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EU needs tough penalties to reign in Google

by on21 January 2014

Bigger fines to make it take notice

EU justice commissioner Viviane Reding said that there need to be tougher penalties as part of plans to reform the data protection laws in Europe, otherwise firms will continue to ride roughshod over the laws as they exist. She noted that while both French and Spanish authorities have fined Google, the amounts represented too small a fraction of the company’s income to stop the US giant.

“Taking Google's 2012 performance figures, the fine in France [€150,000] represents 0.0003 percent of its global turnover. Pocket money,” she said. She said that it was unsurprising to anyone that two whole years after the case emerged, that Google still has not amended its privacy policy.

“People need to see that their rights are enforced in a meaningful way. If a company has broken the rules and failed to mend its ways, this should have serious consequences,” she said.

Under the new proposals, Google would have faced a far harsher penalty that would make it think twice before ignoring data protection laws. It would have faced a fine of €731 million ($1bn). A sum much harder to brush off. Reding added, though, that a stronger regime for data protection would not just be a fear tactic to scare businesses into shape, but it would also help provide them with a competitive edge over rivals.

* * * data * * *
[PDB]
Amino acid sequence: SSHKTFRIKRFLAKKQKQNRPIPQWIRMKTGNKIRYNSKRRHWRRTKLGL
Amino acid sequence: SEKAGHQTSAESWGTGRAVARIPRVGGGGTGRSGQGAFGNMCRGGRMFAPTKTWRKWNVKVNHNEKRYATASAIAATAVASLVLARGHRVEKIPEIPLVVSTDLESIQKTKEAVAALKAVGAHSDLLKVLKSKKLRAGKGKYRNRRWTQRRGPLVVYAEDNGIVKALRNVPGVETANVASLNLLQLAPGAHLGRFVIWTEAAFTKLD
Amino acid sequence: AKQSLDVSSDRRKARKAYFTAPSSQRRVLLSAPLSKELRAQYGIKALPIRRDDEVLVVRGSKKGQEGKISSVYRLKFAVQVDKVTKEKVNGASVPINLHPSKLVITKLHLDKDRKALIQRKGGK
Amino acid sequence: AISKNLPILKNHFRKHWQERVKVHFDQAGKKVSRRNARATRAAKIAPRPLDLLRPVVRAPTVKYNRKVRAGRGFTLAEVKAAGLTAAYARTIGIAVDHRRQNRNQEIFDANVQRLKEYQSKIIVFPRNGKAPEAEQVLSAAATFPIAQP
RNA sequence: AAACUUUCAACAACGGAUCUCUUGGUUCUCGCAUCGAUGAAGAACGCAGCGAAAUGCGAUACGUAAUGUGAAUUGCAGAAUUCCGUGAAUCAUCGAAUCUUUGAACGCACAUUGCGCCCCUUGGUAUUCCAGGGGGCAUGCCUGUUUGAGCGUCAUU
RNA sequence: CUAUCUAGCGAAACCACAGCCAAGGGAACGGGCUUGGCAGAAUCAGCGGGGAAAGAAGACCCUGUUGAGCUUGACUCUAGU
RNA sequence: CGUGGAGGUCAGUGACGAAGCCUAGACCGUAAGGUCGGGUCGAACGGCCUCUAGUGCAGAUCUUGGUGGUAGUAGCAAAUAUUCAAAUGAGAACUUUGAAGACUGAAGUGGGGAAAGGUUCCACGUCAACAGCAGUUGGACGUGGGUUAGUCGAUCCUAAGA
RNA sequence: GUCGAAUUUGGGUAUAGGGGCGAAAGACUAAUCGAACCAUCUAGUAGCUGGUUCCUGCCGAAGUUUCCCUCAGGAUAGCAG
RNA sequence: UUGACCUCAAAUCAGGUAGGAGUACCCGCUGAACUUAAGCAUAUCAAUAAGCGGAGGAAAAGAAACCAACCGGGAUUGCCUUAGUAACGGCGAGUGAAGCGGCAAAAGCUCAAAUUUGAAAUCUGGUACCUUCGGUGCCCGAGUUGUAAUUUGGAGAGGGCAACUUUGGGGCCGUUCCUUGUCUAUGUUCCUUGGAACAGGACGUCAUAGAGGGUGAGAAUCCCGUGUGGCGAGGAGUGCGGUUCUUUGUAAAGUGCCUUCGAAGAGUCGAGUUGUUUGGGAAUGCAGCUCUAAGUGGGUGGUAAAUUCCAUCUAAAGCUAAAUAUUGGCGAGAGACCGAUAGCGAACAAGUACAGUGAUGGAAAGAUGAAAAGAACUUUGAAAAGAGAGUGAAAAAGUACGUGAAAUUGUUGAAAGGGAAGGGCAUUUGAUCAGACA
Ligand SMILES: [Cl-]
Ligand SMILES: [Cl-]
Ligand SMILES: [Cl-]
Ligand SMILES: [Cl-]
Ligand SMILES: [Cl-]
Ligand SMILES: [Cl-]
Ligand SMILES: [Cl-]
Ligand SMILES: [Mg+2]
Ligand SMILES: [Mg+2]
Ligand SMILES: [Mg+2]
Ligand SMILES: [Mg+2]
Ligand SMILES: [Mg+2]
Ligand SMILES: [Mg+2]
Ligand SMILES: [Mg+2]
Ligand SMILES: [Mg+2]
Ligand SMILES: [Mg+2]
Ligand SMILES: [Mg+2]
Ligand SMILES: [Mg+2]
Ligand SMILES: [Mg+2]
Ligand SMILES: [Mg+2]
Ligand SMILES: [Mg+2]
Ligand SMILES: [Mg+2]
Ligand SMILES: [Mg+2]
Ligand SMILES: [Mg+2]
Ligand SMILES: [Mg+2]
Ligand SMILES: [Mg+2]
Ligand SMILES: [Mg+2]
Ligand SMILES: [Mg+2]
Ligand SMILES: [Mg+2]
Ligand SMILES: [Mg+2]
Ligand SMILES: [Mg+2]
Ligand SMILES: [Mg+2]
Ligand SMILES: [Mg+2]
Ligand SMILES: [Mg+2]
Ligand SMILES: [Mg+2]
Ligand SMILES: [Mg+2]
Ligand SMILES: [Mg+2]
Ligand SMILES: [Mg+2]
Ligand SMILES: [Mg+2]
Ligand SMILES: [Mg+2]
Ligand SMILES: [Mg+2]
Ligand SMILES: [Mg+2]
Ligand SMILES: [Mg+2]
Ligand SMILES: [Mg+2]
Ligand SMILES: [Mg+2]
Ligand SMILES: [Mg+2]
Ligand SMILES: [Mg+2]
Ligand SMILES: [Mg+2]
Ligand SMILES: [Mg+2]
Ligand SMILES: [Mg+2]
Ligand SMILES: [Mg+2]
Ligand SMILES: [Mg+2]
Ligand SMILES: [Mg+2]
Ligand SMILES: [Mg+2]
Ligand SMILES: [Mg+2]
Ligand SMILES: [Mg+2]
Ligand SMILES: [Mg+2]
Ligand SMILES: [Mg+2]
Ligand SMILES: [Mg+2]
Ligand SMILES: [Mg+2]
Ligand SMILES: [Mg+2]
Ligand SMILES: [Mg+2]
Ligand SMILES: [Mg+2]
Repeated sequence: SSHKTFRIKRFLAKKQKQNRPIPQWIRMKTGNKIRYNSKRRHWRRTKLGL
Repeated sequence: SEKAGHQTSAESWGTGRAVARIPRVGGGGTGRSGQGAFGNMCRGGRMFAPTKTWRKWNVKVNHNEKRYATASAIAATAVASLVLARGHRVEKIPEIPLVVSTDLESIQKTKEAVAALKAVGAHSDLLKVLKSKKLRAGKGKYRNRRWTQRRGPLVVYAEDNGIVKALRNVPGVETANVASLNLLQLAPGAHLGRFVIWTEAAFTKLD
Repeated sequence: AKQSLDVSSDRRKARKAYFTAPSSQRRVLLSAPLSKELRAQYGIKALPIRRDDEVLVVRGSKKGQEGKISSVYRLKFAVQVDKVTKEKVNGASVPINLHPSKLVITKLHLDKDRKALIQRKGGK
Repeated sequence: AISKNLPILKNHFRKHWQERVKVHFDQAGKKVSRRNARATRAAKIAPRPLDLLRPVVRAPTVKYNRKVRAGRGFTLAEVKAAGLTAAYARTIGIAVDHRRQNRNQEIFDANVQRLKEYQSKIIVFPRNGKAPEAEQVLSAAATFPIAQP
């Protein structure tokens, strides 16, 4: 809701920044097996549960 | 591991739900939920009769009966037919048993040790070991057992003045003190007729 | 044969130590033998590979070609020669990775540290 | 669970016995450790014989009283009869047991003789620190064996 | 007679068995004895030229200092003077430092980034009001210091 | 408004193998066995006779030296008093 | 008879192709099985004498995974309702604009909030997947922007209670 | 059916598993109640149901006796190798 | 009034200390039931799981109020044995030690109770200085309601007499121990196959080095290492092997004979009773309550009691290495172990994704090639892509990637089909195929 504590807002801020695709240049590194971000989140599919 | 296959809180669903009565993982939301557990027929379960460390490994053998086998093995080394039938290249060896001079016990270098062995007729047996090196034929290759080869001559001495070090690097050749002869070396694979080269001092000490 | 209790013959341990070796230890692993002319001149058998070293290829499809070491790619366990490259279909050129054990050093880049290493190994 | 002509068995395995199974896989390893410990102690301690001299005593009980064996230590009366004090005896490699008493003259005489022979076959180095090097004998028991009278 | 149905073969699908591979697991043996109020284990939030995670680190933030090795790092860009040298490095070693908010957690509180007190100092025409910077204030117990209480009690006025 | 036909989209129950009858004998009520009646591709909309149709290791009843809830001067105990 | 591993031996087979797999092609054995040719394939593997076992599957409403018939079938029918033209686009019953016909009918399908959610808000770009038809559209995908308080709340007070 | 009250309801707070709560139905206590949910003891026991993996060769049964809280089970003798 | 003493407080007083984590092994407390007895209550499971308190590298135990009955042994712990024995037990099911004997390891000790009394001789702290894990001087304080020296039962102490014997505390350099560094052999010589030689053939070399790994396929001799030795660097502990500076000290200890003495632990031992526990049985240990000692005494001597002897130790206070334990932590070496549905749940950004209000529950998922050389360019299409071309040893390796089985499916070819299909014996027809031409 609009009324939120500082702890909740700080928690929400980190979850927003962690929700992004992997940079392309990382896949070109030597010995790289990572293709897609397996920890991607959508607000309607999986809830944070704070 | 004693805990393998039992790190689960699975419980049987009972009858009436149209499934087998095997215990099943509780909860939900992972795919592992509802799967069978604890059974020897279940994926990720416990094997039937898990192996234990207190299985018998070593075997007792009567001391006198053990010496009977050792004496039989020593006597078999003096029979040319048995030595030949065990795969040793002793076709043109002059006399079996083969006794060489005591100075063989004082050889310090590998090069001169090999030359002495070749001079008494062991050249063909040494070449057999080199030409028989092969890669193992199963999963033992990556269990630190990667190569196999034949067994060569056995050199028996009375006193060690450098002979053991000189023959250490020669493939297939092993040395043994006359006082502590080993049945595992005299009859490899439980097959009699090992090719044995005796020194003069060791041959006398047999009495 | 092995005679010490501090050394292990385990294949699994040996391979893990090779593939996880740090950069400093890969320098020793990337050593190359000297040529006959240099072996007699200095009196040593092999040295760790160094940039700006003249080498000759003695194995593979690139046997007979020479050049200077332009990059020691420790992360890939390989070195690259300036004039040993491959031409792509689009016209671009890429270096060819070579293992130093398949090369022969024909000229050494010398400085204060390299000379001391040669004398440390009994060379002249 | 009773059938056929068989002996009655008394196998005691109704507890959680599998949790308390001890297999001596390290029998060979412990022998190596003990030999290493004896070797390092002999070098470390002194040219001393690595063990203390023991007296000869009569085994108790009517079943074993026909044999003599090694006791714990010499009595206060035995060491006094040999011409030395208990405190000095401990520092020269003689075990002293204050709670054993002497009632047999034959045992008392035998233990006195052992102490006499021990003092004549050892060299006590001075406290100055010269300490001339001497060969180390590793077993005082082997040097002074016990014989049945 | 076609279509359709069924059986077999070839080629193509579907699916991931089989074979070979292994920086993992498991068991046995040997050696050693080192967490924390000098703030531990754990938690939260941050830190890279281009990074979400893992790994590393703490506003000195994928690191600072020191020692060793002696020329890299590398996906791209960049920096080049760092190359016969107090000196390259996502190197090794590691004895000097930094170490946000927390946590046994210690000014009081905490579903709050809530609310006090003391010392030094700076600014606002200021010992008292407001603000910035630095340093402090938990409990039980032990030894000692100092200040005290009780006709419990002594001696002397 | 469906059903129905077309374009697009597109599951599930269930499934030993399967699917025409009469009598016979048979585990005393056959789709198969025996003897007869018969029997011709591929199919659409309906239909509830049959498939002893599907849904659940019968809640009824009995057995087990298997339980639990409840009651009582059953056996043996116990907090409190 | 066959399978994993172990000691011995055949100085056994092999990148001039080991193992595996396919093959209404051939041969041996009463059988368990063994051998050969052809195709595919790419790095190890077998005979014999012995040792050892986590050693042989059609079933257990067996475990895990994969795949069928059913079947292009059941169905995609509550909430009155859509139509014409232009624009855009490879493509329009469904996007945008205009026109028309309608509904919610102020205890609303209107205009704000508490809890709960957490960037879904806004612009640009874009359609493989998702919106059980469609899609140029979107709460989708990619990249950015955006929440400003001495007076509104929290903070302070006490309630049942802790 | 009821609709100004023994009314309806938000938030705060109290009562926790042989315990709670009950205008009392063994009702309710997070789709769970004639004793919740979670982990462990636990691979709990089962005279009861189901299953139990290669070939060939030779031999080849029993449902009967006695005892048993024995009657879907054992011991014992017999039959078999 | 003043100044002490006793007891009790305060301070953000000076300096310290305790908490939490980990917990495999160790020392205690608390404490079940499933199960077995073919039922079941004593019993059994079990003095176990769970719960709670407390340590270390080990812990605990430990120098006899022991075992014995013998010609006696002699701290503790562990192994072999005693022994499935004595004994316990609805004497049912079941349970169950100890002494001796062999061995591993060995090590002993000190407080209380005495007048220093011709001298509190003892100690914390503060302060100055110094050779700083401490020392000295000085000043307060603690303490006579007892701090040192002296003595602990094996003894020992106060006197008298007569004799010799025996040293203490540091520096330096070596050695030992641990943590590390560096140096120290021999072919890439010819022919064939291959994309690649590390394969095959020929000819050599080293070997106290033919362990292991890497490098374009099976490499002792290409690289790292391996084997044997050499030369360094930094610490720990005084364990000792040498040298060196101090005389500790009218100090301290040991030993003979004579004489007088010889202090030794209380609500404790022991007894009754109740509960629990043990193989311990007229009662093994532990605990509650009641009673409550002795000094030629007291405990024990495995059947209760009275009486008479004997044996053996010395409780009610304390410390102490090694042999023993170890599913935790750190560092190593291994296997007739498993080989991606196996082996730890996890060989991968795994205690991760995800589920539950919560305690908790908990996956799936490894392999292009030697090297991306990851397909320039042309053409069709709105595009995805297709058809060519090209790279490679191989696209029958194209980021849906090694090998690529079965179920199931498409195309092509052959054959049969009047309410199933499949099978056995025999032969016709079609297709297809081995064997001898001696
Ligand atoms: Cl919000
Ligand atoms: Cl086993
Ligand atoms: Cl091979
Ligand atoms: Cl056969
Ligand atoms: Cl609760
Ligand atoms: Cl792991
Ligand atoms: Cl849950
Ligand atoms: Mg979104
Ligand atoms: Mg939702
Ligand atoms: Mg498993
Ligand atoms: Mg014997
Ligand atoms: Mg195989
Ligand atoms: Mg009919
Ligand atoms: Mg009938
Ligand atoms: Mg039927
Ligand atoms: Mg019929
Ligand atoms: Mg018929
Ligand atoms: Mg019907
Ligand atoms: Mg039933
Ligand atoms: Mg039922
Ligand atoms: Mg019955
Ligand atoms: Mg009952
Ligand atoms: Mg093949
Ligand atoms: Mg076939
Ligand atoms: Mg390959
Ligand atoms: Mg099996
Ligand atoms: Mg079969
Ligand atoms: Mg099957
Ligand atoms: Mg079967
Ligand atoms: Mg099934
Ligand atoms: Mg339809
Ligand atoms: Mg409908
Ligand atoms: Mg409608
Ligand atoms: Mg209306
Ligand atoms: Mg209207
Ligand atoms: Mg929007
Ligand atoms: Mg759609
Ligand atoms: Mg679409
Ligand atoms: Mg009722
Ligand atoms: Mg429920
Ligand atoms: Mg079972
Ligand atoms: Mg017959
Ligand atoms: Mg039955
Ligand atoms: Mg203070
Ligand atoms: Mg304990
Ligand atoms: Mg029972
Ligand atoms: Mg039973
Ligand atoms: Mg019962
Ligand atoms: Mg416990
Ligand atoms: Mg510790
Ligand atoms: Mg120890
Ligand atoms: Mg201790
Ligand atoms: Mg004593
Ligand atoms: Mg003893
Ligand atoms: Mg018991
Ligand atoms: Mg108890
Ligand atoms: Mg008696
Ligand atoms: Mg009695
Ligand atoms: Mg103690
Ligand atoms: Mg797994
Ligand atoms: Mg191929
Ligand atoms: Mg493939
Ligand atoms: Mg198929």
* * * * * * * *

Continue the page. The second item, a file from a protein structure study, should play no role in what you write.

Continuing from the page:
"Our reform will thus not only open the market to companies, it will also help them to conquer this market by helping to build citizens' confidence. And what is more, strong data protection rules will also give companies with serious privacy policies a competitive edge," she said.

Data protection reforms within the EU have been debated for some time, but an agreement between nations has yet to be reached. The UK is concerned that overly proscriptive laws could damage the economy. Proposals were meant to be in place by 2015 but that date might slip back if member states cannot agree.

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